The Department of History welcomes your donations to make our nationally ranked department even stronger. To make an online donation, use the ONLINE SECURE DONATION FORM. After you click on the link, please select the project(s) you would like to donate to.
You are also most welcome to give by check. Donors can write a check payable to the Rutgers University Foundation and include the designation (i.e., History Department or Edison Papers or Lloyd Gardner Fund) in the check's memo line. Mail to: Rutgers University Foundation, Department of Accounting, Liberty Plaza, 335 George Street, Suite 4000, New Brunswick, New Jersey 08901.
Unrestricted Fund to Support Faculty and Undergraduate Programs
This fund enables the department to ensure the best possible instruction for our students, in the best possible environment, by enabling us to direct funds towards whatever emerging or long term goals will best serve the department’s needs. For example “unrestricted” funds have been used to create a reading room for our graduate students, to invite world class visitors to speak, and to improve the quality of our wireless access within the History building (Van Dyck Hall).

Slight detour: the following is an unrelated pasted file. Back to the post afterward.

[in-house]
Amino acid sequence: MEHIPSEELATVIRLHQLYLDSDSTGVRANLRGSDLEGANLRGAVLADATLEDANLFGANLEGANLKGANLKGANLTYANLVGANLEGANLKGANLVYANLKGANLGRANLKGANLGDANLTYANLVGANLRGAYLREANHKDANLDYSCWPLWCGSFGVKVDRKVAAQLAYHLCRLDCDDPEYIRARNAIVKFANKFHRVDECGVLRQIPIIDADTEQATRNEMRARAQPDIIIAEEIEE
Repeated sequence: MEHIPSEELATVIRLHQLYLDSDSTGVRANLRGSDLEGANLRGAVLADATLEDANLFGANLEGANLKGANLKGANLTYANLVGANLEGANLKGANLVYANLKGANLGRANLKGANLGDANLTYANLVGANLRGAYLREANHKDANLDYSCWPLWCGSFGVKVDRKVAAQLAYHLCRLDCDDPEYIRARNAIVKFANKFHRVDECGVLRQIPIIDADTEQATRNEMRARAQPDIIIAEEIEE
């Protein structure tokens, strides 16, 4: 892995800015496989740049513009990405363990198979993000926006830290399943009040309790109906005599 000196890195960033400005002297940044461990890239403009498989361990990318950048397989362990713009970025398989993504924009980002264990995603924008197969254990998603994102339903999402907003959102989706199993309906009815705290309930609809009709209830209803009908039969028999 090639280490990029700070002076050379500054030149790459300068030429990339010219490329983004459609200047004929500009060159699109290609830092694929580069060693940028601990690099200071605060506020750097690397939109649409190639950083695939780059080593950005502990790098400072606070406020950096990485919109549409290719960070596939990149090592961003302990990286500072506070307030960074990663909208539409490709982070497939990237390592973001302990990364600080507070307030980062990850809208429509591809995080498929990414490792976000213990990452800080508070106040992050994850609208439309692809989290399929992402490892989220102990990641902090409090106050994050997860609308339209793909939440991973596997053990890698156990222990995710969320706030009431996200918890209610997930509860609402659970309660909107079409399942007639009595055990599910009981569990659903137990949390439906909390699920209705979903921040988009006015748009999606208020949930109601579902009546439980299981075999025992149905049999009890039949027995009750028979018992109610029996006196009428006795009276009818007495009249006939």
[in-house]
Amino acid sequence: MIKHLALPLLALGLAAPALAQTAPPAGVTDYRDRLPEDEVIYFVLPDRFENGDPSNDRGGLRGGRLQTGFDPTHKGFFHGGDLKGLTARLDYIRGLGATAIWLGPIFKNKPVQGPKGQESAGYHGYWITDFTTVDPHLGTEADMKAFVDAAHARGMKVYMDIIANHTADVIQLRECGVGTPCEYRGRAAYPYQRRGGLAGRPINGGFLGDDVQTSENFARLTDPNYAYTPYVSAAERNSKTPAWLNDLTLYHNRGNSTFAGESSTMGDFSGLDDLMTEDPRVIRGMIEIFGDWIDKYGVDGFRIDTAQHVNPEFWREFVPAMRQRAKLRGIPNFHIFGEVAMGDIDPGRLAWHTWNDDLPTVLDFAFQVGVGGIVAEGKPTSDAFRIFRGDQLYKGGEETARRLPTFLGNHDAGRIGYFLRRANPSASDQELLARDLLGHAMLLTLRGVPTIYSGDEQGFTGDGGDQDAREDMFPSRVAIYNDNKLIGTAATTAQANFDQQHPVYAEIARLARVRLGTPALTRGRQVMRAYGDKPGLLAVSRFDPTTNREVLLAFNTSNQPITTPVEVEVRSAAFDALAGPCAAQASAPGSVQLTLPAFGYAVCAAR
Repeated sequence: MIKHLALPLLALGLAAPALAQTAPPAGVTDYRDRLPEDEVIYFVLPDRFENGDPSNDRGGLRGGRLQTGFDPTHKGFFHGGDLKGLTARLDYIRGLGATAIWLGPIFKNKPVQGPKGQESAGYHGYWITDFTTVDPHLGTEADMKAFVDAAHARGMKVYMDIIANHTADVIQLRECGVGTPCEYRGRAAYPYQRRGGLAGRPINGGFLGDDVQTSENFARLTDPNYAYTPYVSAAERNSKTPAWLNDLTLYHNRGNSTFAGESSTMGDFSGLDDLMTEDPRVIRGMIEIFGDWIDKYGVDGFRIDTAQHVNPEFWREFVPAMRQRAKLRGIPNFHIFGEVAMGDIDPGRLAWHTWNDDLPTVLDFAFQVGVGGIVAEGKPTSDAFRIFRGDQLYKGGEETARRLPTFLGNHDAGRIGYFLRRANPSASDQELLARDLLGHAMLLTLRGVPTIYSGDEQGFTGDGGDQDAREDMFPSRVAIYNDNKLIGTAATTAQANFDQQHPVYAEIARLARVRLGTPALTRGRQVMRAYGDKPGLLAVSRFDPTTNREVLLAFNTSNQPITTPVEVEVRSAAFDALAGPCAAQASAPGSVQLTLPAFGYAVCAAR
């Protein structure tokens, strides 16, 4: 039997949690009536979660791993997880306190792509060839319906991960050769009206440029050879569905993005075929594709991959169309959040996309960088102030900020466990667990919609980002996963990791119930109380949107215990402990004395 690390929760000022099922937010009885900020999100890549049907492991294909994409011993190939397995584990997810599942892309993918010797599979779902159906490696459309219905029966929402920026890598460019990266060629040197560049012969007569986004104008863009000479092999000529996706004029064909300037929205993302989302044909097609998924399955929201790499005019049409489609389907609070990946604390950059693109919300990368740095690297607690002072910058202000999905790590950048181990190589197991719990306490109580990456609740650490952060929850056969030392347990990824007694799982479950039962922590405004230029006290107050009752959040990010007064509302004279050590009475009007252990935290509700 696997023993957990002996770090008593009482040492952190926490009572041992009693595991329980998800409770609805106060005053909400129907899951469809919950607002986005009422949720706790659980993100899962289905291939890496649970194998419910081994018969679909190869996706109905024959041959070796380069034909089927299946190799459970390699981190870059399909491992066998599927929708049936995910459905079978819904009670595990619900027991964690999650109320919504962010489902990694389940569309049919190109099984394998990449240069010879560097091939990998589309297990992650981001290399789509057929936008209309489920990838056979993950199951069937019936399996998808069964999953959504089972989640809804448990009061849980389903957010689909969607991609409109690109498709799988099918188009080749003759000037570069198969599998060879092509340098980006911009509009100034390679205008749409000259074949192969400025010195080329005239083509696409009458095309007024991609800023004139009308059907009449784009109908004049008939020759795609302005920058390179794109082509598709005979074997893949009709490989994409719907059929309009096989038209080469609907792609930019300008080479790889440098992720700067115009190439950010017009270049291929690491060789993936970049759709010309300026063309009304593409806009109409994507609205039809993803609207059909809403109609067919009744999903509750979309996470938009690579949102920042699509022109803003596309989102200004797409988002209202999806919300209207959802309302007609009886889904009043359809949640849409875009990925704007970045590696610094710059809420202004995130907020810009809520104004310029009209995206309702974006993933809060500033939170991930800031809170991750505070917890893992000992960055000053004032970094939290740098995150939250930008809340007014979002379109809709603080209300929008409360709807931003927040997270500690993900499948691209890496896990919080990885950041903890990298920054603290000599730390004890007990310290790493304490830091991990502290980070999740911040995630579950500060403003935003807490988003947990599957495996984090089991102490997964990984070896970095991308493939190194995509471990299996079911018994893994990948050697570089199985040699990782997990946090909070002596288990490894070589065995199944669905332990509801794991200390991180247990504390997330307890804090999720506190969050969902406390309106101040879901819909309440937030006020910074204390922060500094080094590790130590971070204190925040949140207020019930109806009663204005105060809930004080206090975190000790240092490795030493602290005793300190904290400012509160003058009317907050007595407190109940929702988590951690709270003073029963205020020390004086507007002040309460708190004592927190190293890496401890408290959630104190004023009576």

The Lloyd Gardner Fund
The History Department honors Lloyd Gardner's over 40 years of teaching at Rutgers and his long commitment to teaching and scholarship by the creation of the Lloyd Gardner Fund to Support Undergraduate Research in History. The fund will be used to support research in the department's seminars and thesis program, and to reward research accomplishments through annual research prizes.
The Warren Susman Fund
The Warren Susman Fund was established through the generosity of Ms. Bea Susman and the assistance of many of Warren's former students. Warren's collection of essays, Culture as History, remains one of the defining texts of 20th-century American intellectual and cultural history. The fund continues to provide financial support for the annual graduate student conference, now in its 26th year, and originally a creation of the "women's conspiracy" at Rutgers and a pioneering conference on women's history.
Over five million pages of documents chronicle the life of one of the most creative technical innovators in the history of the world. For decades these materials were largely neglected, cloistered in archives, virtually inaccessible to the general public. The project goes beyond editing and publishing the Edison Papers to introduce this extraordinary learning resource to a broad cross-section of society—scholars, scientists, teachers, and students. Since the massive project began in 1978, a team of editors/scholars has been turning Edison's letters, notebooks, and patents into a premier educational resource.